Whatever the exact biomechanical reasons for the observed phenomenon (Figure (Figure3),3), it is important to emphasize that the timing of the reaction in the proximal muscles corresponded to the timing of the calf muscle activation. This supports the idea of a temporal architecture of the locomotor program linked to specific kinematic events (Ivanenko et al., 2005, 2006; Giszter et al., 2007; McGowan et al., 2010) or critical points in the processing of sensory information (Saltiel and Rossignol, 2004) in the gait cycle.

Transtibial amputees

Various efforts have been made to restore the normal EMG patterns in patients, presumably by reactivating the CPG (central pattern generator) circuitry or more directly by functional electrical stimulation (FES) (Thrasher et al., 2006; Solopova et al., 2011) or when implementing myoelectric control of powered limb prostheses in amputees (Au et al., 2008; Huang et al., 2011). For instance, transtibial amputees can learn to volitionally activate residual leg muscles (Au et al., 2008; Ha et al., 2011; Hargrove et al., 2011) that can be used for movement intent recognition in the myoelectric control of powered limb prostheses. However, such strategies and their underlying hypotheses are often based on the assumption that the motor patterns are relatively invariant across different walking conditions, for instance, when using FES for gait rehabilitation (Thrasher et al., 2006). Below we consider a reorganization of EMG activity in transtibial amputees.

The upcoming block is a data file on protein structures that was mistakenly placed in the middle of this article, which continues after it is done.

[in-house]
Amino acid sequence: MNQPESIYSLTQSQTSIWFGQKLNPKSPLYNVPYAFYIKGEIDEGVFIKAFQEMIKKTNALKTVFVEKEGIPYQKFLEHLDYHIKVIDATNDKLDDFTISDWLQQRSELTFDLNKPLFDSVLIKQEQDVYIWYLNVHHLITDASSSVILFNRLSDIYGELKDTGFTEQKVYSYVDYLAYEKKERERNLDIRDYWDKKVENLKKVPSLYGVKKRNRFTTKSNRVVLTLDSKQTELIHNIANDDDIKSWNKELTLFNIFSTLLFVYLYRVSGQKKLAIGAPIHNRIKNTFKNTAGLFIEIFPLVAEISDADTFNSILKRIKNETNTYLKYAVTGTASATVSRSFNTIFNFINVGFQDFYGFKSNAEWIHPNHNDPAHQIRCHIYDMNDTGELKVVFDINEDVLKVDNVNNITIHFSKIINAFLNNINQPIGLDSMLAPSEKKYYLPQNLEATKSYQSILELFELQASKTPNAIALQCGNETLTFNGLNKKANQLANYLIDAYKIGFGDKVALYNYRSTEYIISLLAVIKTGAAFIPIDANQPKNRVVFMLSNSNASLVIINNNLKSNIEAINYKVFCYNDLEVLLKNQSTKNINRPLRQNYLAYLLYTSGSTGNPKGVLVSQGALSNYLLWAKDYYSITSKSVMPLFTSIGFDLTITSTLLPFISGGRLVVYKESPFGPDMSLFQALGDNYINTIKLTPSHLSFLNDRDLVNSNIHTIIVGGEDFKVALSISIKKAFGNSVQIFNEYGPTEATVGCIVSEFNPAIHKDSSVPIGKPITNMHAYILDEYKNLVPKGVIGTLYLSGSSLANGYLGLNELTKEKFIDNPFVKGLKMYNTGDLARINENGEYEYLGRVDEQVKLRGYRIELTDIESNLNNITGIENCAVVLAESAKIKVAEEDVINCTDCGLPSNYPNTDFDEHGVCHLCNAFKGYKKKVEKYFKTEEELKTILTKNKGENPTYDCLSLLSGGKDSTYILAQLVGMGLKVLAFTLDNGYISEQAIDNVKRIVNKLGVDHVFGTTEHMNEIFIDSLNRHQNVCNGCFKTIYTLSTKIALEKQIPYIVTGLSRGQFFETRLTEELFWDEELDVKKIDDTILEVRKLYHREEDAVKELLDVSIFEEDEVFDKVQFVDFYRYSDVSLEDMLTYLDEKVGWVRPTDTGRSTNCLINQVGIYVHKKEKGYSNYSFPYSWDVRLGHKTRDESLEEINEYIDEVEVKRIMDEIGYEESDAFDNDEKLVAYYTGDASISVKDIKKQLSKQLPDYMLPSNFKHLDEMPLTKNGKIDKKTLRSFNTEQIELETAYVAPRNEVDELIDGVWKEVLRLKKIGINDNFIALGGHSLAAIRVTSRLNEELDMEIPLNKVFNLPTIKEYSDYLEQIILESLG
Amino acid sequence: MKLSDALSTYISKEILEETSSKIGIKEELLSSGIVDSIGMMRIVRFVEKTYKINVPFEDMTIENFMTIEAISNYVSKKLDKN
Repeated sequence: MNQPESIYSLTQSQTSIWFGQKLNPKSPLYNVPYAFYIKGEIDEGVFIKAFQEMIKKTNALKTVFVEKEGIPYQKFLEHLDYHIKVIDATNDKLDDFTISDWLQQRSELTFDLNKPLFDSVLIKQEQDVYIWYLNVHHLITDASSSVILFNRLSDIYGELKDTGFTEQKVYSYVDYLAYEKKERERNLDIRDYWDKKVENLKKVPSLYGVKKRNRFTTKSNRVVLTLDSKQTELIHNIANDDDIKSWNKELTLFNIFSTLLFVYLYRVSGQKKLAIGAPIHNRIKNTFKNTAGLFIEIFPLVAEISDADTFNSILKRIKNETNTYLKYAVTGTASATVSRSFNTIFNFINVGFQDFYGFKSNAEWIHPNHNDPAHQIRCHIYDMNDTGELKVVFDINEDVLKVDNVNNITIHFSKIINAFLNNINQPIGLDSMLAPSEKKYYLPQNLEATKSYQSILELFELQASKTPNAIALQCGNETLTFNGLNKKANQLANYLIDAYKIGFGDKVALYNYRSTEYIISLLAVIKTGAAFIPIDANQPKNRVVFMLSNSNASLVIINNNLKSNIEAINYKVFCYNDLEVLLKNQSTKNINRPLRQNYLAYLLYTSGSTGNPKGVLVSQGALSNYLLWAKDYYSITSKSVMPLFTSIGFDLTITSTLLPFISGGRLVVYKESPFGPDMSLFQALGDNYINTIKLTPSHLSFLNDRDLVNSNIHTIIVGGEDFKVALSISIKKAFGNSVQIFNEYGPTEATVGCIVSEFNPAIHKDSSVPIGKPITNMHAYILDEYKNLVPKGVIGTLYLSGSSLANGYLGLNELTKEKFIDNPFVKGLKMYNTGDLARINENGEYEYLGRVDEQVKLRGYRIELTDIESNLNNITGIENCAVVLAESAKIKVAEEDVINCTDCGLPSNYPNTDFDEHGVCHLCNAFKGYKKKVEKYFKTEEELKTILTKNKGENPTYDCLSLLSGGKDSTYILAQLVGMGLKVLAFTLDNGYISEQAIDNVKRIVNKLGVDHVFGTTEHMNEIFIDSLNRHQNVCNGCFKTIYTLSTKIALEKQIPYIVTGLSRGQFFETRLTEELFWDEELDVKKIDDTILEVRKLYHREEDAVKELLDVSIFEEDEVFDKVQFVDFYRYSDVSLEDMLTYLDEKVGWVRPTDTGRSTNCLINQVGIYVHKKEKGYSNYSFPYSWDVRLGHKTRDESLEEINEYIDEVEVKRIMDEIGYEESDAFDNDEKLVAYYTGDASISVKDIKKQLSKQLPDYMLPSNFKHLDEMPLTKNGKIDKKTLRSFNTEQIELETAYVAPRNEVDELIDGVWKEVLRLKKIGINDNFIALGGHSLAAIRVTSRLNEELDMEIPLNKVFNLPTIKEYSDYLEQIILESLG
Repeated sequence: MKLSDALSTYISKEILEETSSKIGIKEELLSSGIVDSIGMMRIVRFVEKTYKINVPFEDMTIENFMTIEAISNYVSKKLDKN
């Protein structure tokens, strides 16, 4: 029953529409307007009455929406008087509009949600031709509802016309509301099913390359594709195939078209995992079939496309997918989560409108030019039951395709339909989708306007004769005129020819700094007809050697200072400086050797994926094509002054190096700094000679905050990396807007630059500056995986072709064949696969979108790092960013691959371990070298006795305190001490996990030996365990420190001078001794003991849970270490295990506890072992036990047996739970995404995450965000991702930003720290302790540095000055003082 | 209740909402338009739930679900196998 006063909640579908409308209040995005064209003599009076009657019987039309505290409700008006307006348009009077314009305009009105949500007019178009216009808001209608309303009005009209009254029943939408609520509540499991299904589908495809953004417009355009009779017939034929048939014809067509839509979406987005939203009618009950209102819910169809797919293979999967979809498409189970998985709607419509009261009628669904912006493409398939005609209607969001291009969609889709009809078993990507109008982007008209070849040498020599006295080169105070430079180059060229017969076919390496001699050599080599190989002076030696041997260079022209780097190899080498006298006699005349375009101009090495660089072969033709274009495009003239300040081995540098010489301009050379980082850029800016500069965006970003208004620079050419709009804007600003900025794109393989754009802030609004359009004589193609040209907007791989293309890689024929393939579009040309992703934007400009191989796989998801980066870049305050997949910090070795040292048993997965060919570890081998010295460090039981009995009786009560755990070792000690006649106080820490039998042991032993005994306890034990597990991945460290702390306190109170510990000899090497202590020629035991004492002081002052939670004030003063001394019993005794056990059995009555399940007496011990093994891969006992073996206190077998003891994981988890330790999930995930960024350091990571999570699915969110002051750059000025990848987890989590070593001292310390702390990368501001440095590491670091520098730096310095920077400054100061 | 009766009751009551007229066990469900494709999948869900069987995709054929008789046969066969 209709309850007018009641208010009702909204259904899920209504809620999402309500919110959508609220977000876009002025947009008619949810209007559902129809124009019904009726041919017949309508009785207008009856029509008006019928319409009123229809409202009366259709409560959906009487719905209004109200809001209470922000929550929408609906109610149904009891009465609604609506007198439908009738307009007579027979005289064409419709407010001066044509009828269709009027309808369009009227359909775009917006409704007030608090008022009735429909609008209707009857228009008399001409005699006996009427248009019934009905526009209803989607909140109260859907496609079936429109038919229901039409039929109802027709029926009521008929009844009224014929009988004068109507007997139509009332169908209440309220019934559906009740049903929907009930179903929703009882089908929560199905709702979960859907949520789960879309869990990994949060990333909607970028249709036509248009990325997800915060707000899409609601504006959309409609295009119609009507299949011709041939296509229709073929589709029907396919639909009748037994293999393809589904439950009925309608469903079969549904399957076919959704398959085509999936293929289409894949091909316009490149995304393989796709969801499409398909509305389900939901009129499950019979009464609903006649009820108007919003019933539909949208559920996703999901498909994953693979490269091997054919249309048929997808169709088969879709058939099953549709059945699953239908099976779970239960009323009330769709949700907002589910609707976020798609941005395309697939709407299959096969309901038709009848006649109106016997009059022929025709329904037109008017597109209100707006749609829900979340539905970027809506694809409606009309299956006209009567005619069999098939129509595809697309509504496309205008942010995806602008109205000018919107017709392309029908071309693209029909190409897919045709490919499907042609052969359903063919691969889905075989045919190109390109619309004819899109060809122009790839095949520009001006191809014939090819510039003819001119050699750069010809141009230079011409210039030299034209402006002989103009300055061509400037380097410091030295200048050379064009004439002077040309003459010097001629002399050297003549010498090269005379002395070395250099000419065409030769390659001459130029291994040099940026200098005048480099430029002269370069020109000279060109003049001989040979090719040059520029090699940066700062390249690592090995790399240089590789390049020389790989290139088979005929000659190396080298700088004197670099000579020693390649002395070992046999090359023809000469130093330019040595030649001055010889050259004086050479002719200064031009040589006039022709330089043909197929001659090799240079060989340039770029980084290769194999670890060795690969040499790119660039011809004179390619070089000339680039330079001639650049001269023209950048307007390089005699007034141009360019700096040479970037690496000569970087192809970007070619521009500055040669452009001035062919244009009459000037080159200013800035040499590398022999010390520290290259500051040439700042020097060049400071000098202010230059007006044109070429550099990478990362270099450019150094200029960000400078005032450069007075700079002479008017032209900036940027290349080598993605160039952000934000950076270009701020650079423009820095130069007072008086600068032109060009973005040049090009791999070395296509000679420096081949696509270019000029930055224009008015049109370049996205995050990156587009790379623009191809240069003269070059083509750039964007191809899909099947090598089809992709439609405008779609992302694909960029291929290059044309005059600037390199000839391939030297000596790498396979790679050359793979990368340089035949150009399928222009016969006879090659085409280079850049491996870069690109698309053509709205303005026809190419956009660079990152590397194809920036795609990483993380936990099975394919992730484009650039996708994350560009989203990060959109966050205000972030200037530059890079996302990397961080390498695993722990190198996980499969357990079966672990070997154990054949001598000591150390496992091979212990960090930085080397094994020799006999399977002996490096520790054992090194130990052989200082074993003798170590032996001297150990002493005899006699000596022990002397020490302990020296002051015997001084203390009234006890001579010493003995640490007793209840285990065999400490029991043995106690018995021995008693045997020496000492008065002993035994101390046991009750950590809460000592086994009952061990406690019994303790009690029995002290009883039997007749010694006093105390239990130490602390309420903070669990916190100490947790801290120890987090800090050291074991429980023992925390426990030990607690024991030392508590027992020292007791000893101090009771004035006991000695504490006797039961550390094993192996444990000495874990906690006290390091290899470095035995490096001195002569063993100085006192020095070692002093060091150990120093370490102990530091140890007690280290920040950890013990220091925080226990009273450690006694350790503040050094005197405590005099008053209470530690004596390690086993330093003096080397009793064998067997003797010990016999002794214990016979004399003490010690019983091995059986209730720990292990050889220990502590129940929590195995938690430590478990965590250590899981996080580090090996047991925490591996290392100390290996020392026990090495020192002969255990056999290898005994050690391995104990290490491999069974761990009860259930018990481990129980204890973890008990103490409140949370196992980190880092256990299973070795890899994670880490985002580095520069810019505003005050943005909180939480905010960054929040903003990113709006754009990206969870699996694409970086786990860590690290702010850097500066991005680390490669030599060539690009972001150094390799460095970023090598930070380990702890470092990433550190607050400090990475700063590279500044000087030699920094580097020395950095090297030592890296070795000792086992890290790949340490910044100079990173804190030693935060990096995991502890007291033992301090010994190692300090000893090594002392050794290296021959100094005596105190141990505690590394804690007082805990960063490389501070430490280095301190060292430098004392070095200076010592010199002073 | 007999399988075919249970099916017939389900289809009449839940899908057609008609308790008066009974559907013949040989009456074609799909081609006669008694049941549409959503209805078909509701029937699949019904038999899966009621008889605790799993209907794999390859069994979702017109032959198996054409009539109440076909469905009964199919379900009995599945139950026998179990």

Below-knee amputation represents a severe damage of the neuromuscular apparatus of the leg and impaired sensory feedback. As a result, the EMG activity in amputees may be compromised by these factors. Indeed, below-knee amputation may result in the EMG patterns different from those in healthy subjects. For instance, co-activation of distal and proximal extensors during stance, similar to that described in the previous section (Figures (Figures2,2, ,3C),3C), was also observed in below-knee amputees (Winter and Sienko, 1988).

Of particular interest is residual lower leg muscle activation following such an amputation. For instance, if the CPG output were relatively fixed (e.g., providing an alternating activity of flexors and extensors, Zehr, 2005) one would not expect major changes in residual muscle activation profiles. Figure Figure44 illustrates the results of a recent study on multi-muscle EMG activity in both proximal and residual leg muscles during walking in transtibial amputees (Huang and Ferris, 2012). In the upper leg muscles, the data showed that amputee subjects had greater inter-subject variability in their biceps femoris and gluteus medius muscle activation profiles compared to control subjects during walking, as well as a different BF activation profile shape (Figure (Figure4,4, right panels). Amputee subjects also demonstrated reliable muscle recruitment signals from residual lower leg muscles recorded within the prosthetic socket during walking. However, the grouping of muscles activated together differed from that in controls (see, for instance, “atypical” co-activation of Gmed, BF and MG in the A02 subject or TA, BF and Gmed in the A10 subject). Overall, muscle activation profile variability was higher for amputee subjects than for control subjects (Huang and Ferris, 2012). Nevertheless, it is interesting to note that muscle recruitment signals in amputees tended to be locked to particular phases of the gait cycle (Figure (Figure44).